Patients without healthcare make bad self-diagnoses. I’m shocked.
The NY Times has a heartbreaking story about people under 30 who can’t afford healthcare. It’s pretty horrific: juvenile diabetics who have to switch from insulin pumps to injections (which lowers blood sugar control), a woman who went to the emergency room for 46 hours and wound up owing the equivalent of a year of college tuition, and so on (that I can say “and so on”, and you can probably come up with your own examples is indictment enough). But this gobsmacked me:
Ms. Polec’s roommate, Fara D’Aguiar, 26, treated her last flu with castoff amoxicillin — “probably expired,” she said — given to her by a friend.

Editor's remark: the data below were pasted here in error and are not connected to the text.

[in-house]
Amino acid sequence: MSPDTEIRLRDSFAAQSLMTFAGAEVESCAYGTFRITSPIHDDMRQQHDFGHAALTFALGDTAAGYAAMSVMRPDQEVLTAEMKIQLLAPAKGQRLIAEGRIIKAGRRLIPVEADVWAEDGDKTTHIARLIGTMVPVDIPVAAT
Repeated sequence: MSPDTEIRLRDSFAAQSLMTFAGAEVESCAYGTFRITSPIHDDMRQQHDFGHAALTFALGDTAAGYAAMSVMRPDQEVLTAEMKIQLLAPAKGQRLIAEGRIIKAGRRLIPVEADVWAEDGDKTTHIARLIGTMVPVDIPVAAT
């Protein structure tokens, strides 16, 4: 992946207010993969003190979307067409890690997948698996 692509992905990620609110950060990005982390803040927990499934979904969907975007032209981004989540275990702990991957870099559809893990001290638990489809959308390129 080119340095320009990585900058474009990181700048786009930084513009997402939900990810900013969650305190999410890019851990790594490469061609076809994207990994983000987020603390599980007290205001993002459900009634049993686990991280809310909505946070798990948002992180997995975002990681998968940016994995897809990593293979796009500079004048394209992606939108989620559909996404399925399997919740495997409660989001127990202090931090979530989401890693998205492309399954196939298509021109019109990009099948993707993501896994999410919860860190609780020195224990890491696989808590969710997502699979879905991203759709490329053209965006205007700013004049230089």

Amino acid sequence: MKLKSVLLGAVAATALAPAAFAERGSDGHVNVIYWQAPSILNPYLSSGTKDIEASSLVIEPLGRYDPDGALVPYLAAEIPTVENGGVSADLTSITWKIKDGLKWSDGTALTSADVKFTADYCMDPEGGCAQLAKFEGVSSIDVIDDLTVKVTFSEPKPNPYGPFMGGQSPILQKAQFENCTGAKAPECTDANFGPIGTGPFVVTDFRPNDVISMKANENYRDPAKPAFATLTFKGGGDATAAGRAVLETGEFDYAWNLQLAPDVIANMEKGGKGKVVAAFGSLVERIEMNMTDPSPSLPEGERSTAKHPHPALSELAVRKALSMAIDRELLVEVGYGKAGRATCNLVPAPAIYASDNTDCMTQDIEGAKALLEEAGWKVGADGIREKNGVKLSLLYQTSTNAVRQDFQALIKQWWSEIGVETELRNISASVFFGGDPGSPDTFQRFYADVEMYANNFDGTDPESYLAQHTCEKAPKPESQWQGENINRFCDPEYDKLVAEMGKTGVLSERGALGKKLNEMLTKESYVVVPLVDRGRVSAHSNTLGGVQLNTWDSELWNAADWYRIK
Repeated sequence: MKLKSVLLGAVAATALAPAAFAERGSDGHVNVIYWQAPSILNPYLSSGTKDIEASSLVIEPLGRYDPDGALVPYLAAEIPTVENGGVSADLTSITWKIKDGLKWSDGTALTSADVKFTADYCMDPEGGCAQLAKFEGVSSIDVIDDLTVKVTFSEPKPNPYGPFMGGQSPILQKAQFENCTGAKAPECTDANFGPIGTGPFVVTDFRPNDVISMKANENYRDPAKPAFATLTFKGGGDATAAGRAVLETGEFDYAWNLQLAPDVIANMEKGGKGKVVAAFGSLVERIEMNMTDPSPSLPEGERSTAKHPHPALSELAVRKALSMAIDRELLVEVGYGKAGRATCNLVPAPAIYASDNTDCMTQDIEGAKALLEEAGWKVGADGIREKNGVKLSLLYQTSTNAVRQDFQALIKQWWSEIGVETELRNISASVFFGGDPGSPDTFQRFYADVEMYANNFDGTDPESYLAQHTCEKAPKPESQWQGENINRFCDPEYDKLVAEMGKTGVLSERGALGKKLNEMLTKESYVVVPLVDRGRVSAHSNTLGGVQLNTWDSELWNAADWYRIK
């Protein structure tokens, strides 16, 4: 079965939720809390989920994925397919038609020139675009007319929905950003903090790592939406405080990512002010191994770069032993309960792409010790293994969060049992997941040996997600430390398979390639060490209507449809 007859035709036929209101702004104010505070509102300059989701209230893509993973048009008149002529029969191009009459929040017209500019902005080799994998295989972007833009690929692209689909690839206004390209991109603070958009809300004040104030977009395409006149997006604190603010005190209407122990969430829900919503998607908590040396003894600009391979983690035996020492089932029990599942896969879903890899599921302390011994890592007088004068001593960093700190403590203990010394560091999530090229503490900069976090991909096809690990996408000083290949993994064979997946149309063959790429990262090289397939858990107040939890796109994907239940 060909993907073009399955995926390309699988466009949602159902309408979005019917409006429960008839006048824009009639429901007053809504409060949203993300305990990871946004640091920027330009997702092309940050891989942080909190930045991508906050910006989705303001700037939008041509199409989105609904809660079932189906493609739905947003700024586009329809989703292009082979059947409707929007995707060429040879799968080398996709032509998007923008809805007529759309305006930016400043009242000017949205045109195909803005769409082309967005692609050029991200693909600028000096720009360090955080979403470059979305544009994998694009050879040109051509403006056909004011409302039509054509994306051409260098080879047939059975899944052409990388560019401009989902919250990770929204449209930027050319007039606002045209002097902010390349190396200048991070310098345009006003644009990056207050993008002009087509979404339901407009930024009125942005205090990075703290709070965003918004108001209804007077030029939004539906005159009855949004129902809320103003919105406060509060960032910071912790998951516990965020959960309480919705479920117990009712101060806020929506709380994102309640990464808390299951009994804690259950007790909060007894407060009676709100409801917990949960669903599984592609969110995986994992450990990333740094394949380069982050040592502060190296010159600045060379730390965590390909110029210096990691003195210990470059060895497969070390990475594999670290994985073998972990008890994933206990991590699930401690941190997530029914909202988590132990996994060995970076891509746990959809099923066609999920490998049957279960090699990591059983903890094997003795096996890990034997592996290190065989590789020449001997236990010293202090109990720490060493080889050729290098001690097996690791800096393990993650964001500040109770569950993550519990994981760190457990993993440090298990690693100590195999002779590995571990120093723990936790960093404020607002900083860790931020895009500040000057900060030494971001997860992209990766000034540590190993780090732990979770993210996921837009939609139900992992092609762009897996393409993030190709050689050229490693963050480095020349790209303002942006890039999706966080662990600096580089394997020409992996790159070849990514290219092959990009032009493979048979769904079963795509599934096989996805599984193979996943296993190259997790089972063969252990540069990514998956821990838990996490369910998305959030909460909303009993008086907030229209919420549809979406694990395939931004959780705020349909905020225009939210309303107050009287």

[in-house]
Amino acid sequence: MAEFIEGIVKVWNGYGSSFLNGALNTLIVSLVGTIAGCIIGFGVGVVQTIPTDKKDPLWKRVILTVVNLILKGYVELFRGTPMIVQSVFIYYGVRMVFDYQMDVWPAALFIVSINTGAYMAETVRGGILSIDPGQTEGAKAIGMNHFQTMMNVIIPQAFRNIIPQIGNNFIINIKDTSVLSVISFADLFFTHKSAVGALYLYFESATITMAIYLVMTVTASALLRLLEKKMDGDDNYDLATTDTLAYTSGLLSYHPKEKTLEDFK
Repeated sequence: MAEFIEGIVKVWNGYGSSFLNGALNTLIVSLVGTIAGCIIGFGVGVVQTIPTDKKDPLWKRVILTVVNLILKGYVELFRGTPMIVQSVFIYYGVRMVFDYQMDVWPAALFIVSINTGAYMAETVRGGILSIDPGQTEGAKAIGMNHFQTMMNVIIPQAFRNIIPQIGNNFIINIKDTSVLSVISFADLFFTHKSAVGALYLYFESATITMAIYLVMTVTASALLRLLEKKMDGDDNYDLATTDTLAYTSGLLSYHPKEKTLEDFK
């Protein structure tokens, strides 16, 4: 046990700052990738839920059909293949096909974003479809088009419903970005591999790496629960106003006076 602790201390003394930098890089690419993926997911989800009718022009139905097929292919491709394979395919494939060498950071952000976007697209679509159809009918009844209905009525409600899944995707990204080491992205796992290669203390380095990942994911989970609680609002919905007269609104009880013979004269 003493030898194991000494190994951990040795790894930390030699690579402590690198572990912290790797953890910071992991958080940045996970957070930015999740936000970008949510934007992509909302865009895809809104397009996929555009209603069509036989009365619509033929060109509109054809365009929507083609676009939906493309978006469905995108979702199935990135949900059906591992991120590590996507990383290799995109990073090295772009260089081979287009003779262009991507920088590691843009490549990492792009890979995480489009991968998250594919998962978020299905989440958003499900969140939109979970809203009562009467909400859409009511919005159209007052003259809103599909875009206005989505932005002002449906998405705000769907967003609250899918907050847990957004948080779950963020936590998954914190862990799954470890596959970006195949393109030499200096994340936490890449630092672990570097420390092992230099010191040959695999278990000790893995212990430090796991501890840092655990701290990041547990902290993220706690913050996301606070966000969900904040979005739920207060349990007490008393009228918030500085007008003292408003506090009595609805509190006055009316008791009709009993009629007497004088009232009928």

That repeating thudding noise you’re hearing is me smacking my head against the wall. ‘Flu’–probably winter vomiting disease and not influenza (although how could one know? There was no medical professional involved)–is a virus. Amoxicillin is an antibacterial–that is, ineffective against viruses–and can occasionally cause nausea or diarrhea (and severe allergic reactions in very rare cases). Not only is this is irresponsible use, but inappropriate antibiotic use can harm patients.
This is why we need a health system where sick people can contact trained medical personnel.
But at least Wall Street will still get some bonuses. Good thing we have that covered.